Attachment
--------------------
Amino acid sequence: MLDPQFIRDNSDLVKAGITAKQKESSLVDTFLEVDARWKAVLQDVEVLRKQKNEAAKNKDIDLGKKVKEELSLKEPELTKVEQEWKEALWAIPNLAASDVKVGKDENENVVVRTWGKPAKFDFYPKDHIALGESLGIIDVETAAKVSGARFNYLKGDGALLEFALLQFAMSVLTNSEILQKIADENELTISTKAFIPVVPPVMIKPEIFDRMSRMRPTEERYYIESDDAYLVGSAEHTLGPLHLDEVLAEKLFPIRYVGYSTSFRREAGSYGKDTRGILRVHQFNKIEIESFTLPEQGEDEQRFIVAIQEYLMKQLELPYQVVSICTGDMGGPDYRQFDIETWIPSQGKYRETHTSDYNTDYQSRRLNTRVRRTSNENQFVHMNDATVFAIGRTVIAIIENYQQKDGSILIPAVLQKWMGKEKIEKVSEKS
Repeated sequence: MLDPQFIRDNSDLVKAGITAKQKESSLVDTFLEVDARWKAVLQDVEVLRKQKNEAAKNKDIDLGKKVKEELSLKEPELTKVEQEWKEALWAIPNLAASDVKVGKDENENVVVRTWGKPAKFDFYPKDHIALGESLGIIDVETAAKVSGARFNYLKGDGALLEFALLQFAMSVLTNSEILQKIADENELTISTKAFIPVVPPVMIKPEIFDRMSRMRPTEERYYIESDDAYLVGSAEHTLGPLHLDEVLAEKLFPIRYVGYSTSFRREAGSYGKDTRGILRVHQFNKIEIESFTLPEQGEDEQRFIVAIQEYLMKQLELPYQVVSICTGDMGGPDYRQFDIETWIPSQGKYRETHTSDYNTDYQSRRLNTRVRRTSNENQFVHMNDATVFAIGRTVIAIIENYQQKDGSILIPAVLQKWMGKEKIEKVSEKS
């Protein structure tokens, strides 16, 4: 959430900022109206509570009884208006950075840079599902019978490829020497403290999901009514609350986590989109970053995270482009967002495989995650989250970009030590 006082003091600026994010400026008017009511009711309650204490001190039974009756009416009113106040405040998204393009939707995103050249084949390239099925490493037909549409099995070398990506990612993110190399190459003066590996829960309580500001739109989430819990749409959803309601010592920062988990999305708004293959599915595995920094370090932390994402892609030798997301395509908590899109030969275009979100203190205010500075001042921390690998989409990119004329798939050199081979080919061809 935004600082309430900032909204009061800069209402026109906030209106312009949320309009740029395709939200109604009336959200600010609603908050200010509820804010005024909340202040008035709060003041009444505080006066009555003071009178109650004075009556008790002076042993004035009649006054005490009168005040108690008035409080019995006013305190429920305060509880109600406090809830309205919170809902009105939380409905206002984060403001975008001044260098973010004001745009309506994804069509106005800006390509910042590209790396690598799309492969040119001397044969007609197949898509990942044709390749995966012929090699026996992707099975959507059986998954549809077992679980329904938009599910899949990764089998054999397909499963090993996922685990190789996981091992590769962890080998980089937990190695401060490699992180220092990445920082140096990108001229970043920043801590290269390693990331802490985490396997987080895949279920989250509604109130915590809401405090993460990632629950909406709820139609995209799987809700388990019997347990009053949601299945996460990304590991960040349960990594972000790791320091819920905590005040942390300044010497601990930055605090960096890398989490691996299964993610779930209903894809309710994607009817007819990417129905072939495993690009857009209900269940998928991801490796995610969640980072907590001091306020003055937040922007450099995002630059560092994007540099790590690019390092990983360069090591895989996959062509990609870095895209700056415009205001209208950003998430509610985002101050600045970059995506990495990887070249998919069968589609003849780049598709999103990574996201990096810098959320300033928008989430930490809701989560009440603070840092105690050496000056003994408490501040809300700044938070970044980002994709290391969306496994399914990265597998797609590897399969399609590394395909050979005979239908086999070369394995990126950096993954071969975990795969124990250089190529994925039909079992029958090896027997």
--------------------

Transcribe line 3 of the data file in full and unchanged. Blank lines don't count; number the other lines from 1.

């Protein structure tokens, strides 16, 4: 959430900022109206509570009884208006950075840079599902019978490829020497403290999901009514609350986590989109970053995270482009967002495989995650989250970009030590 006082003091600026994010400026008017009511009711309650204490001190039974009756009416009113106040405040998204393009939707995103050249084949390239099925490493037909549409099995070398990506990612993110190399190459003066590996829960309580500001739109989430819990749409959803309601010592920062988990999305708004293959599915595995920094370090932390994402892609030798997301395509908590899109030969275009979100203190205010500075001042921390690998989409990119004329798939050199081979080919061809 935004600082309430900032909204009061800069209402026109906030209106312009949320309009740029395709939200109604009336959200600010609603908050200010509820804010005024909340202040008035709060003041009444505080006066009555003071009178109650004075009556008790002076042993004035009649006054005490009168005040108690008035409080019995006013305190429920305060509880109600406090809830309205919170809902009105939380409905206002984060403001975008001044260098973010004001745009309506994804069509106005800006390509910042590209790396690598799309492969040119001397044969007609197949898509990942044709390749995966012929090699026996992707099975959507059986998954549809077992679980329904938009599910899949990764089998054999397909499963090993996922685990190789996981091992590769962890080998980089937990190695401060490699992180220092990445920082140096990108001229970043920043801590290269390693990331802490985490396997987080895949279920989250509604109130915590809401405090993460990632629950909406709820139609995209799987809700388990019997347990009053949601299945996460990304590991960040349960990594972000790791320091819920905590005040942390300044010497601990930055605090960096890398989490691996299964993610779930209903894809309710994607009817007819990417129905072939495993690009857009209900269940998928991801490796995610969640980072907590001091306020003055937040922007450099995002630059560092994007540099790590690019390092990983360069090591895989996959062509990609870095895209700056415009205001209208950003998430509610985002101050600045970059995506990495990887070249998919069968589609003849780049598709999103990574996201990096810098959320300033928008989430930490809701989560009440603070840092105690050496000056003994408490501040809300700044938070970044980002994709290391969306496994399914990265597998797609590897399969399609590394395909050979005979239908086999070369394995990126950096993954071969975990795969124990250089190529994925039909079992029958090896027997």